IA2 staff in conjunction with lead author Dr. Mario Garrett, co-authored an article as part of a special issue of The Gerontologist devoted to the White House Conference on Aging.
Mental Health Disorders Among an Invisible Minority: Depression and Dementia Among American Indian and Alaska Native Elders
Mario D. Garrett, PhD,*,1 Dave Baldridge, BA,2 William Benson, BA,2 Jolie Crowder, RN, MSN,2 and Nancy Aldrich, BA2
1 Department of Social Work, San Diego State University, California. 2 International Association for Indigenous Aging (IA2), Silver Spring, Maryland.
ABSTRACT: According to the 2010 Census, 5.2 million people identified themselves as American Indian or Alaska Native (AIAN) in the United States. This was an increase of 39% from the prior Census, making AIANs one of the nation’s fastest growing populations. The health and social programs reaching them, however, have experienced documented devastating shortfalls. Decades of inadequate resources have resulted in significant health and socioeconomic disparities. AIANs are often considered an “invisible minority.” In 2012, there were 266,000 AIAN elders 65 or older who claimed one race alone. That number is projected to almost triple by 2030—when the nation’s baby boomers move into the ranks of the older population. This article provides an overview of two primary mental health issues—depression and dementia—that will confront this emerging AIAN elder population. Although other health and social issues exist, this article addresses depression and dementia because they are hidden from the community and from health care agencies. This paper focuses both on the unique characteristics of the AIAN population and why it is important to address depression and dementia. The conclusion explores pragmatic policy recommendations for improving the health and long-term mental health care status of AIAN elders.
1. The federal government should conduct or sponsor studies of the prevalence and incidence rate of depression and dementia among the AIAN population including those who reside within tribal lands and those who do not (the preponderance of AIAN). Ideally, support would come from the National Institutes of Health in collaboration with the IHS.
2. The federal government should support or otherwise undertake a comprehensive review of the state of elder health specifically including mental among the nation’s AIAN population.
3. IHS should eliminate Years of Productive Life Lost (YPLL) as a metric or create metrics to measure progress in health outcomes among the nation’s elderly AIAN population.
4. The IHS, the Administration for Community Living/ Administration on Aging, and other agencies dedicated to serving the older AIAN population’s must ensure an adequate commitment to the health needs—including those related to depression, dementia, and other forms of mental health – of AIAN elders.
5. Policy makers should amend Title VI of the Older Americans Act to ensure Title VI providers have capacity to provide accurate and relevant education to elders about depression, dementia, and other mental health needs and that they are knowledgeable about tribal and nontribal resources available to respond to such needs including diagnosing and providing appropriate treatment or care for such conditions.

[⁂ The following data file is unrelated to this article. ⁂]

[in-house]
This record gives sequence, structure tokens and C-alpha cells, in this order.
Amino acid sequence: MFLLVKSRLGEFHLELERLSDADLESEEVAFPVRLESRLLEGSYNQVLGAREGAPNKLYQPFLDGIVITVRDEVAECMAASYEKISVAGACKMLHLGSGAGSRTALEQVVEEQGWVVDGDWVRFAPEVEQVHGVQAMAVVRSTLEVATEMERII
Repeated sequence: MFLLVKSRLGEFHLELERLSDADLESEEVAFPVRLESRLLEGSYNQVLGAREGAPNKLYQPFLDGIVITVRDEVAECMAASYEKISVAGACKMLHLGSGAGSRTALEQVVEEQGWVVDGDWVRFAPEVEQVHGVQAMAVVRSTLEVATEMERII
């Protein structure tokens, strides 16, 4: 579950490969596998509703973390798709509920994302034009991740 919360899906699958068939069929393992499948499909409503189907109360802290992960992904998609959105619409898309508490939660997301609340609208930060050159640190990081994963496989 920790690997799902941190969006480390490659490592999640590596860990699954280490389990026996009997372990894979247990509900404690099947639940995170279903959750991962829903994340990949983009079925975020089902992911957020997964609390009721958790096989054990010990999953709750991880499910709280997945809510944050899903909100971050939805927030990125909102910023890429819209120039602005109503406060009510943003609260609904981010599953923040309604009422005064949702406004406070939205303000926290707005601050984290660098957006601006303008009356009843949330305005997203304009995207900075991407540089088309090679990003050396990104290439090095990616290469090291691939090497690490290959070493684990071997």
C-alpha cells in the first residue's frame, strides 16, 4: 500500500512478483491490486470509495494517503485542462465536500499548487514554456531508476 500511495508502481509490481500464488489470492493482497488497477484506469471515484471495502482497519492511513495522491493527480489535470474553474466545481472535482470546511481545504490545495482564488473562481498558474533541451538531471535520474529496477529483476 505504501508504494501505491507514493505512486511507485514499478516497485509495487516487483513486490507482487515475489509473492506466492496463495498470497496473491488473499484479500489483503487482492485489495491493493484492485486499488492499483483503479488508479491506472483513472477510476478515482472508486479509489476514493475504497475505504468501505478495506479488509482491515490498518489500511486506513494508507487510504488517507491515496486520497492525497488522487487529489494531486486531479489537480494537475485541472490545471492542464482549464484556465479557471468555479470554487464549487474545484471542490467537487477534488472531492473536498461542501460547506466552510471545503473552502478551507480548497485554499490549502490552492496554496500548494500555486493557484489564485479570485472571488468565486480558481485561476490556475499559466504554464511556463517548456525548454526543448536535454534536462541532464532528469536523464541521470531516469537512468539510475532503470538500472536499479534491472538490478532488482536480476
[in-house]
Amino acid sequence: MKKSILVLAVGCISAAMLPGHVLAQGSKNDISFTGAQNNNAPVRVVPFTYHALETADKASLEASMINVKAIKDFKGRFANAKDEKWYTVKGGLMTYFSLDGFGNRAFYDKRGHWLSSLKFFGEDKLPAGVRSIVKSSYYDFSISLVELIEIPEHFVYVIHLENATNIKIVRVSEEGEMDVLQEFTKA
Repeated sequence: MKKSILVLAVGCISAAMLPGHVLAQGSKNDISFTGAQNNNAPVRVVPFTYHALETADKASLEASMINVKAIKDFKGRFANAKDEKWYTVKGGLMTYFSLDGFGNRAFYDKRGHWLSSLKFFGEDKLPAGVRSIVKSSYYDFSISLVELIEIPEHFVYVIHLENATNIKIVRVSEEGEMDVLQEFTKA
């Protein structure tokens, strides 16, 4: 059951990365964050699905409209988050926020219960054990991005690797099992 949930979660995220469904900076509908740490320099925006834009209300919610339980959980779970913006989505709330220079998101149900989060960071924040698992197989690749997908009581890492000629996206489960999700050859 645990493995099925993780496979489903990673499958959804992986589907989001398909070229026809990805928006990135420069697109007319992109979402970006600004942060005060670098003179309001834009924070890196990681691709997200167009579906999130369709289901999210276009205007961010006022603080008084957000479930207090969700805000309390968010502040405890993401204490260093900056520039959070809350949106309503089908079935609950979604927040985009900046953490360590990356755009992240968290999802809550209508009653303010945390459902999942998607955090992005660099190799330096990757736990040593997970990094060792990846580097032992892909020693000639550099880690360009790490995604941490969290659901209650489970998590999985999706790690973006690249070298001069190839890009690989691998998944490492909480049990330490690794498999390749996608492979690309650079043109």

6. Policy makers should amend the AIAN part of the OAA’s National Family Caregiver Support Program to ensure that AIAN caregivers have training, educational, and other forms of support for dealing more effectively with depression, dementia, and other mental health needs of family members and others for whom they provide caregiving services.
7. Federal policy should catch up with the extraordinary demographic shift of AIANs from reservations and tribal lands to urban areas. Federal agencies not dedicated to serving tribal communities must recognize that their constituents include growing numbers of urban-dwelling AIANs, many of whom are severely disadvantaged or otherwise invisible to the health and service systems in U.S. cities. Agencies such as the Substance Abuse and Mental Health Services Administration (SAMHSA), the Health Resources and Services Administration (HRSA), and the Administration for Community Living must ensure their programs respond to the mental health needs of nonreservation-dwelling AIANs.
8. The existing Indian health care delivery system (I/T/U), should develop and improve the capacity of clinical and social service staff to recognize, identify, and treat depression, dementia, and other mental health issues among elderly AIANs.
9. Providers working outside the I/T/U system should develop and improve the capacity of clinical and social services staff who serve AIAN elders to recognize, identify, and treat depression, dementia, and other mental health issues.
10. Policy makers should develop a national research agenda that is focused on identifying and evaluating effective culturally appropriate interventions that can be employed by clinicians and community social services for diagnosing and managing dementia, depression, and other mental health disorders in the AIAN population.